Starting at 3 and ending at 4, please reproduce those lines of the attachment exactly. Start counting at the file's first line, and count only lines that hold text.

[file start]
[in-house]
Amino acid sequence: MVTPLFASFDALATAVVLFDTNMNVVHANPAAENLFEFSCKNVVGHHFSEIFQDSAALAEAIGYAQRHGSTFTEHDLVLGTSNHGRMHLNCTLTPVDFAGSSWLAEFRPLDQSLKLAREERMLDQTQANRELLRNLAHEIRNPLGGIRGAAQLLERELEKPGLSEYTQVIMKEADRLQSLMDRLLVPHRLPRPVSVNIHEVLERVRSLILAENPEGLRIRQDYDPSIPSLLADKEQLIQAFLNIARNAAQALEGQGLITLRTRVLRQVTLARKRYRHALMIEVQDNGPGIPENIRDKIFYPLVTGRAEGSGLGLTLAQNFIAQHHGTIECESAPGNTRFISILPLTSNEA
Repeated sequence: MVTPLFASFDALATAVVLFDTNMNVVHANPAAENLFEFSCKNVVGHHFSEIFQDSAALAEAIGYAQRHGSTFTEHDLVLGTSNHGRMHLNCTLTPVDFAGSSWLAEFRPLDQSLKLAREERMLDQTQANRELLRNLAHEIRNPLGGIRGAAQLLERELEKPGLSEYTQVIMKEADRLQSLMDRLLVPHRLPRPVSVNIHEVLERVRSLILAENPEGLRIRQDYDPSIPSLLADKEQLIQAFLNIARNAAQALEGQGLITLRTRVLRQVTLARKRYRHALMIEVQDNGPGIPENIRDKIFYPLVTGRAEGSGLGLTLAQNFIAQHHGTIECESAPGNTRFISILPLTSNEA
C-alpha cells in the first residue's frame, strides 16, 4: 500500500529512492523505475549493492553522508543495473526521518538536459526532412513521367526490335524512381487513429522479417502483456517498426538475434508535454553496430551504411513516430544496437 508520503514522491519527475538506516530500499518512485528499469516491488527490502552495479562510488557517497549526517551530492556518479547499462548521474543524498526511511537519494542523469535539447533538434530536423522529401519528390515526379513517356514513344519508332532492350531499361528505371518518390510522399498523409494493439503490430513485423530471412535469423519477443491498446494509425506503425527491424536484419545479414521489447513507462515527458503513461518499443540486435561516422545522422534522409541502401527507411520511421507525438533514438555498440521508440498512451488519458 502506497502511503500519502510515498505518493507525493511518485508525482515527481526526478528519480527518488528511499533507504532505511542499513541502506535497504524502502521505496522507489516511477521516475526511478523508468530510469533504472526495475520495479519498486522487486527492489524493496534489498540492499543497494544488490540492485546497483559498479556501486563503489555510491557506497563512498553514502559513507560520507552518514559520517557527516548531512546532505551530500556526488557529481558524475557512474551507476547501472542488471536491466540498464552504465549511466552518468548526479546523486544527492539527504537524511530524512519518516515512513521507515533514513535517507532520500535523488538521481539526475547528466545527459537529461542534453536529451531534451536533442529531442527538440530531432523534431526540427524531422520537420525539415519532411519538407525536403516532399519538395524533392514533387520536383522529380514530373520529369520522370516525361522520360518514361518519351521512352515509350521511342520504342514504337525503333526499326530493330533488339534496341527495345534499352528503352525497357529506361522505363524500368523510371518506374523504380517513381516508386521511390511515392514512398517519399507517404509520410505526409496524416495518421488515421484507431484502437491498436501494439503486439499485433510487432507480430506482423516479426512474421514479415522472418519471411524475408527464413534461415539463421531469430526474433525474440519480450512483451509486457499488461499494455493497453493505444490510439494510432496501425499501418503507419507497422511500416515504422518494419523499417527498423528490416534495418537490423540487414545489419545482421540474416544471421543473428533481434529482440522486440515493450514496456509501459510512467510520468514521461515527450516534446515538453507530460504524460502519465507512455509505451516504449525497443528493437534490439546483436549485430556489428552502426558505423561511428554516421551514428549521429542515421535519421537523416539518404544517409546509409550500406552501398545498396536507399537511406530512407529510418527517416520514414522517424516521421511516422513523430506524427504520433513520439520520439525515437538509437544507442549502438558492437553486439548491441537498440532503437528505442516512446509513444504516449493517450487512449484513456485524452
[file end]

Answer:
Repeated sequence: MVTPLFASFDALATAVVLFDTNMNVVHANPAAENLFEFSCKNVVGHHFSEIFQDSAALAEAIGYAQRHGSTFTEHDLVLGTSNHGRMHLNCTLTPVDFAGSSWLAEFRPLDQSLKLAREERMLDQTQANRELLRNLAHEIRNPLGGIRGAAQLLERELEKPGLSEYTQVIMKEADRLQSLMDRLLVPHRLPRPVSVNIHEVLERVRSLILAENPEGLRIRQDYDPSIPSLLADKEQLIQAFLNIARNAAQALEGQGLITLRTRVLRQVTLARKRYRHALMIEVQDNGPGIPENIRDKIFYPLVTGRAEGSGLGLTLAQNFIAQHHGTIECESAPGNTRFISILPLTSNEA
C-alpha cells in the first residue's frame, strides 16, 4: 500500500529512492523505475549493492553522508543495473526521518538536459526532412513521367526490335524512381487513429522479417502483456517498426538475434508535454553496430551504411513516430544496437 508520503514522491519527475538506516530500499518512485528499469516491488527490502552495479562510488557517497549526517551530492556518479547499462548521474543524498526511511537519494542523469535539447533538434530536423522529401519528390515526379513517356514513344519508332532492350531499361528505371518518390510522399498523409494493439503490430513485423530471412535469423519477443491498446494509425506503425527491424536484419545479414521489447513507462515527458503513461518499443540486435561516422545522422534522409541502401527507411520511421507525438533514438555498440521508440498512451488519458 502506497502511503500519502510515498505518493507525493511518485508525482515527481526526478528519480527518488528511499533507504532505511542499513541502506535497504524502502521505496522507489516511477521516475526511478523508468530510469533504472526495475520495479519498486522487486527492489524493496534489498540492499543497494544488490540492485546497483559498479556501486563503489555510491557506497563512498553514502559513507560520507552518514559520517557527516548531512546532505551530500556526488557529481558524475557512474551507476547501472542488471536491466540498464552504465549511466552518468548526479546523486544527492539527504537524511530524512519518516515512513521507515533514513535517507532520500535523488538521481539526475547528466545527459537529461542534453536529451531534451536533442529531442527538440530531432523534431526540427524531422520537420525539415519532411519538407525536403516532399519538395524533392514533387520536383522529380514530373520529369520522370516525361522520360518514361518519351521512352515509350521511342520504342514504337525503333526499326530493330533488339534496341527495345534499352528503352525497357529506361522505363524500368523510371518506374523504380517513381516508386521511390511515392514512398517519399507517404509520410505526409496524416495518421488515421484507431484502437491498436501494439503486439499485433510487432507480430506482423516479426512474421514479415522472418519471411524475408527464413534461415539463421531469430526474433525474440519480450512483451509486457499488461499494455493497453493505444490510439494510432496501425499501418503507419507497422511500416515504422518494419523499417527498423528490416534495418537490423540487414545489419545482421540474416544471421543473428533481434529482440522486440515493450514496456509501459510512467510520468514521461515527450516534446515538453507530460504524460502519465507512455509505451516504449525497443528493437534490439546483436549485430556489428552502426558505423561511428554516421551514428549521429542515421535519421537523416539518404544517409546509409550500406552501398545498396536507399537511406530512407529510418527517416520514414522517424516521421511516422513523430506524427504520433513520439520520439525515437538509437544507442549502438558492437553486439548491441537498440532503437528505442516512446509513444504516449493517450487512449484513456485524452